While Western medical doctors are clamoring to find effective prevention and treatment protocols for Ebola it may be worth studying the two primary TCM formulas and in particular a single unique ingredient indicated for these stages of Heat disease (including Ebola, meningitis, encephalitis, septicemia, boils, acute leukemia, and hepatic coma).
The first is Qing Ying Tang [Decoction to disperse Pathogenic Heat from the Ying (Blood-Nutrient) System]. The second is Buffalo Horn and Rehmannia Decoction.
Both of these include Bubali cornu (water buffalo or bull horn) at a dose of 30 grams daily with the other herbs in the respective formulas.
Buffalo horn contains a number of therapeutically active biochemical constituents including keratin, glutamic acid, aspartic acid, and the amino acids cystine, leucine and arginine. In addition it contains a number of trace elements including sodium, magnesium, potassium, iron and zinc. TCM describes it as being salty in flavor and having a cold energy. It enters the Heart, Liver and Stomach meridians. It is antipyretic and antitoxic or Heat-clearing. It clears Heat from the Blood which stops bleeding symptoms associated with fever. It is useful for fever, convulsions caused by febrile diseases and can also be applied topically to treat skin eruptions caused by febrile diseases.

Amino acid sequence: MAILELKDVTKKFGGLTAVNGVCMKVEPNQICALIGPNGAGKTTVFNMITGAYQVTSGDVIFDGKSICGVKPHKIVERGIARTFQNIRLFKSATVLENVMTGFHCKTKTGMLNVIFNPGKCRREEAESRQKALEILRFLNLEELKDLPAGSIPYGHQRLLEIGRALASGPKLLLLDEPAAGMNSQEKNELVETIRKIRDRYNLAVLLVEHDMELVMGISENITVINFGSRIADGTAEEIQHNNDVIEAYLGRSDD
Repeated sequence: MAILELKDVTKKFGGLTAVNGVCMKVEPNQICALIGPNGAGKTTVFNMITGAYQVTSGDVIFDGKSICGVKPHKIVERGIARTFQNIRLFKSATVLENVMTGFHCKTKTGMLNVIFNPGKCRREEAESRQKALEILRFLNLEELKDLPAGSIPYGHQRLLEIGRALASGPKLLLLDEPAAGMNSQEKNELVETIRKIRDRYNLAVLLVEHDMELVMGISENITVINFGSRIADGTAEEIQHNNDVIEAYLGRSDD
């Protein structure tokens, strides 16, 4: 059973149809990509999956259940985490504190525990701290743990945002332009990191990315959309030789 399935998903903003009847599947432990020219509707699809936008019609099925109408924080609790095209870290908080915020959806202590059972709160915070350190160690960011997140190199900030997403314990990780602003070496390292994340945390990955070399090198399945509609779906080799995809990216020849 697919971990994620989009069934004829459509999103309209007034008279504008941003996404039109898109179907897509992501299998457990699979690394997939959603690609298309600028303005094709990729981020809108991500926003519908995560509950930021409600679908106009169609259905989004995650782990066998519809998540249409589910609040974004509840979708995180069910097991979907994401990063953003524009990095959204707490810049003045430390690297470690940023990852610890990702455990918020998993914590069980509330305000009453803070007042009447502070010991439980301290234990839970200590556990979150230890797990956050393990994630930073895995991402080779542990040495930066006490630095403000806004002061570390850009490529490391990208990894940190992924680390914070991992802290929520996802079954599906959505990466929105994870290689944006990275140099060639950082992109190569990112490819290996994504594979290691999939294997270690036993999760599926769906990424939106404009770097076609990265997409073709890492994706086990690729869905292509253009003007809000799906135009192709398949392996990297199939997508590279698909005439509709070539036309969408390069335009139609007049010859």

Cow horn, but especially bull horn, clears infectious Heat, high fever, removes viral or bacterial toxins, calms the mind and relieves convulsions. A 2010 study published in the American Journal of Chinese Medicine confirmed and reported that Bubali Cornu had antipyretic activity in rats and lowering temperature.
Hemorrhagic fever occurs when fever is so severe that it results in bleeding. This can be externally from rashes on the body or internally with vomiting of blood, bleeding in the intestinal tract, nose bleed and blood in the stools and urine.
It is the added complication of incessant sweating, vomiting and diarrhea that results in the severe depletion of Yin (fluids). Around-the-clock intravenous hydration has proven to be one of the most effective medical treatment for Ebola patients.